By Peter Rudegeair 

Venmo has fostered a compassionate public image during the pandemic, touting the popular payments app as a way to virtually tip out-of-work bartenders and give to hospitals.

Yet it has taken a harder line against users who ended up overdrawing their accounts. In some cases, it has threatened to dispatch debt collectors against victims of scams, according to emails reviewed by The Wall Street Journal and communications with 10 Venmo users.

Scams can leave victims with negative balances. In some cases, Venmo, a unit of PayPal Holdings Inc., has told customers they owe it that money.

Venmo's main competitor, Cash App, says it doesn't report or threaten to report users with negative balances to debt collectors "under any circumstances."

Venmo acknowledges that it uses collection agencies, but a spokeswoman said it has taken measures to "address situations where customers are experiencing any type of hardship related to the pandemic." That includes suspending for 30 days collections-related calls to customers who say they were affected by the economic fallout from the coronavirus. Venmo also agreed not to take funds from customers with negative balances who had their stimulus checks deposited directly into the app.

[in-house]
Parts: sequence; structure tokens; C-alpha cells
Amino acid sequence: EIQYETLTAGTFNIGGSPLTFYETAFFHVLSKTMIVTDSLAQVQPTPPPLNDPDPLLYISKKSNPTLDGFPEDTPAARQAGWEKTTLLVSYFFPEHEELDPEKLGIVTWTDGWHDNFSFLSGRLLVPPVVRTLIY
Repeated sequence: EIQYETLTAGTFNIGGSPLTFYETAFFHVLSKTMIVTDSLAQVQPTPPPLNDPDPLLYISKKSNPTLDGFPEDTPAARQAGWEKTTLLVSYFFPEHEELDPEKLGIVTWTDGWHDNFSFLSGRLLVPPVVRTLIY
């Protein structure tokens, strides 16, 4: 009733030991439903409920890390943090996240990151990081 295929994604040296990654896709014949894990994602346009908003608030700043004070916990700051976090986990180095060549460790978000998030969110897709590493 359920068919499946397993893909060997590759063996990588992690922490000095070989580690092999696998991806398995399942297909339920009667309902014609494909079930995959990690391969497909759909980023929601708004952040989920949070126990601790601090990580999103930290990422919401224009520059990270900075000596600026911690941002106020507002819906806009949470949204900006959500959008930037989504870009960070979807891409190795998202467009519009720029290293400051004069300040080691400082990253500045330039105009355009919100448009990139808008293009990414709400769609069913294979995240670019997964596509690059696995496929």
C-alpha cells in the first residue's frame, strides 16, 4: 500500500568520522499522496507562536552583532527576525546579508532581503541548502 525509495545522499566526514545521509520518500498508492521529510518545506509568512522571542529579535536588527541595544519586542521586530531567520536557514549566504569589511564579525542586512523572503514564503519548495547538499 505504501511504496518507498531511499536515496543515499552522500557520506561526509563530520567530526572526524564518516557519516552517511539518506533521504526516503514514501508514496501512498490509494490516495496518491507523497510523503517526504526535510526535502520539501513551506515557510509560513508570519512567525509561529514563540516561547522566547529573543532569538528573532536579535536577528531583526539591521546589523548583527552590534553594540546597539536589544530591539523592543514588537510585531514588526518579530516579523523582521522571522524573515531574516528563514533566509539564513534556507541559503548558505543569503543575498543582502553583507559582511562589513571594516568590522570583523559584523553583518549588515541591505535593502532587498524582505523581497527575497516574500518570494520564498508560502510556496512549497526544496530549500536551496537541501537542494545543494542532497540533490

The pandemic has turbocharged digital payments. About $37 billion was transferred via Venmo in the second quarter, a 52% increase from the year before. The number of active Venmo users topped 60 million in July.

Venmo's tactic of referring users to debt collectors isn't new, but those wrangling with the company face a choice: possibly having their credit score damaged for years or paying debts they say they don't owe. Their predicament is sharpened by a recession that has left many Americans struggling.

Rachel Karpen-King said she used Venmo in April to pay for what she believed was computer hardware and software for a new job at a publishing company. The so-called recruiters who interviewed Ms. Karpen-King sent her orientation paperwork and checks to cover the equipment costs, asking her to pay their preferred supplier for them via Venmo.